10 years ago, my favorite high school English teacher wrote a book. I bought a copy. I had him sign it for me. And then I put it on a shelf.
I went to college, and brought the book with me.
I graduated, moved to the other side of the country, and brought the book with me.
I bought a house. And I put the book on my bookshelf.
All these years, I have been wary of reading the book. Partly because Mr. LeMonds was a literary genius – and I didn’t want to find out any differently. Also, the book is all about life in southwest Washington state – and, well, that was a place I was so desperate to escape.
I finally took the book off the shelf the other week, with the intent of reading it. It isn’t a very thick book, so I figured I could finish it in an hour or two.
I discovered that not only is it signed, but Mr. LeMonds left a little note: “No matter where you go, may this always be your letter from home.” I’m sure he wrote the same thing in all the books he signed for students looking for a few brownie points, but that doesn’t make it any less meaningless.
As I read, I was relieved to find that yes, James LeMonds is quite the writer. And he uses such big words. (I do realize that I use exceptionally small words; my blog difficulty reading level is about 2nd grade. So my definition of ‘big words’ really doesn’t mean much …)
As I read, I was flooded with all the good things that I left behind when I made my way out into the world. As a teenager, all I could focus on was the things I wanted to get away from; and I’ve never really taken the chance to look back.
Growing up in the Pacific Northwest, you can’t but help to have a connection to the land and to nature. It’s everywhere. Even in town, there’s trees everywhere. And just outside of town, there are vast expanses of trees. Acres and acres and acres of untouched, unexplored forests. It is believable that there could be an undiscovered bigfoot in those trees.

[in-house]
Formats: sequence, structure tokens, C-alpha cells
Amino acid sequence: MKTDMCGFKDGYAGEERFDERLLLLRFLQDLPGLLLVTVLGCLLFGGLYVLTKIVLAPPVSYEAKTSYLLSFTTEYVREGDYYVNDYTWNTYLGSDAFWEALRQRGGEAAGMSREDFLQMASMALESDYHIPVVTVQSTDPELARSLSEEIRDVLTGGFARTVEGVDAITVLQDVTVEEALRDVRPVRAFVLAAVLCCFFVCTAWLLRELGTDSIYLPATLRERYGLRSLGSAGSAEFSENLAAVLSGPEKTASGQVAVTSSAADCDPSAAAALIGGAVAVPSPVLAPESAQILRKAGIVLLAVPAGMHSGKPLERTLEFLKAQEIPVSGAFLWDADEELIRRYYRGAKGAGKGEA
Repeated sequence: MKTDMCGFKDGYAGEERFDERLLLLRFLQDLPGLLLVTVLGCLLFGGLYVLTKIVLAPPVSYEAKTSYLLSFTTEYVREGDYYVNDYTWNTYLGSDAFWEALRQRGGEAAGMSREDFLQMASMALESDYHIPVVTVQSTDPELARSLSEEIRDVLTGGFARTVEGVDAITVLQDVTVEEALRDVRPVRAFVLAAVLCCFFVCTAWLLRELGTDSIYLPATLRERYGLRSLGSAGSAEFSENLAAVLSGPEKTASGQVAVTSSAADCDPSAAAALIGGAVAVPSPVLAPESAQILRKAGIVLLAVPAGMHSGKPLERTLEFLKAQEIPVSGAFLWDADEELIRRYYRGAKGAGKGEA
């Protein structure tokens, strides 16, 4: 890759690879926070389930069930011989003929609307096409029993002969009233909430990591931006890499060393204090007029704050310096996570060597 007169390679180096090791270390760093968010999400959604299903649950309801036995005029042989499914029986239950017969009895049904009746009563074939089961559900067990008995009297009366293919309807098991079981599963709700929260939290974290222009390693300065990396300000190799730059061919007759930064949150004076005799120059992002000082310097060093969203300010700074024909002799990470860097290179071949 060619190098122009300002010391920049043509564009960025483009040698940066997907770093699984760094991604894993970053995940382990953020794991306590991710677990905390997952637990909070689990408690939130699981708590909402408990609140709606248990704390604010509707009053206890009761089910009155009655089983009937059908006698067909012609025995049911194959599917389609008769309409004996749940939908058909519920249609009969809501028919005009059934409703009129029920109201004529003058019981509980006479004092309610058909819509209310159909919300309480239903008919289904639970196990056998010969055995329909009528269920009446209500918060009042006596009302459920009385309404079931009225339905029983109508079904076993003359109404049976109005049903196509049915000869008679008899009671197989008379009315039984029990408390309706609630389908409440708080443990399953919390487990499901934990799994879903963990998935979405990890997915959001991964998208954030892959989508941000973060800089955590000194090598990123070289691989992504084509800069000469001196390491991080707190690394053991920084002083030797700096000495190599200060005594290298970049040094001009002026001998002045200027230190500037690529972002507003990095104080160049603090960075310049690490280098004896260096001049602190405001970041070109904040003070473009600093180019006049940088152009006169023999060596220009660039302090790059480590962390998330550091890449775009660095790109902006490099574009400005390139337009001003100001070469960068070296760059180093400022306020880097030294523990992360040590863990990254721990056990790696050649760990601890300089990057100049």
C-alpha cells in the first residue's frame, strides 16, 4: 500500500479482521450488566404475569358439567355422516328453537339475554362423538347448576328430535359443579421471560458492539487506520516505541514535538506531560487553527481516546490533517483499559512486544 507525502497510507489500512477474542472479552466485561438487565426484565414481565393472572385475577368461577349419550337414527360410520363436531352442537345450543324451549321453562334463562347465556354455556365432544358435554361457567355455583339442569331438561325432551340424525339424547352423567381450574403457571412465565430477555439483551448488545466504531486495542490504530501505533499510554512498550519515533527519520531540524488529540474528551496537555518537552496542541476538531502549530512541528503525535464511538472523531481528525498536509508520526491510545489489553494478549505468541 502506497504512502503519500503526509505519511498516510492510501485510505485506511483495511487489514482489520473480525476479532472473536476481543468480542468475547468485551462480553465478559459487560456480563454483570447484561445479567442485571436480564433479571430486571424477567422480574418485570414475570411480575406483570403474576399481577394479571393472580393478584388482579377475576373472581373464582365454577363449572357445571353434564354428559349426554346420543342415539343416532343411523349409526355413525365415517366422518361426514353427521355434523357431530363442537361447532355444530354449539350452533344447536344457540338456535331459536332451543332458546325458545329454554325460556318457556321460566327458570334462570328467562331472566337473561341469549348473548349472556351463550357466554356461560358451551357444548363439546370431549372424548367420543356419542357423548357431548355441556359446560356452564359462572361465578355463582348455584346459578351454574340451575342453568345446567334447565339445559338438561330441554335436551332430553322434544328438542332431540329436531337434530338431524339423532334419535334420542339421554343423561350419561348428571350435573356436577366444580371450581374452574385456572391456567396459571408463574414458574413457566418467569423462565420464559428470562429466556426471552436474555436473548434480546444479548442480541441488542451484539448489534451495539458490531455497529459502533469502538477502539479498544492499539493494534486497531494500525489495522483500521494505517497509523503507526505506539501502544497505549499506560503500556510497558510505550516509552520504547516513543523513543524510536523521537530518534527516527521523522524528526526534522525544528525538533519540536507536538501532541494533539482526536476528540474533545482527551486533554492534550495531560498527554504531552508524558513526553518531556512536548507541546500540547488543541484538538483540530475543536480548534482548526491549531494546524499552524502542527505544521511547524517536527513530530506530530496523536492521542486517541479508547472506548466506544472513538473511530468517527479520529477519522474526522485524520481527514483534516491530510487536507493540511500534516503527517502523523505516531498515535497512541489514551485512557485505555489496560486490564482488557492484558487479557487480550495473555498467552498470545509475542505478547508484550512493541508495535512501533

I went hiking. And camping. And backpacking. I volunteered to clear trails of debris; I volunteered to create new hiking trails. Enjoying the outdoors was just something I did, it was something everyone did. It was like breathing; it was a necessary part of life.
Last summer, the husband and I didn’t take the opportunity to go camping. Just a few weeks ago, I sent him a frantic IM: “We HAVE TO HAVE HAVE TO go camping this summer!!” I didn’t realize it till after I read Mr. LeMonds’ book, but I have a need to sleep among the trees. To eat burnt sausage and raw pancakes cooked over a campstove. And to hike down a trail just to hike right back up it. It’s a connection that I miss; a connection that I now have to drive 2 hours away to find.
The Pacific Northwest is also the land of lumberjacks and paper mills. There is conflict between those who need the land for their livelihood and those who demand that the land be preserved for future generations; but there is an understanding that, kept in check, they can be a part of that whole circle of life thing.
So, thank you Mr. LeMonds, for my letter from home. Whenever I miss my trees, I’ll curl up my copy of South of Seattle.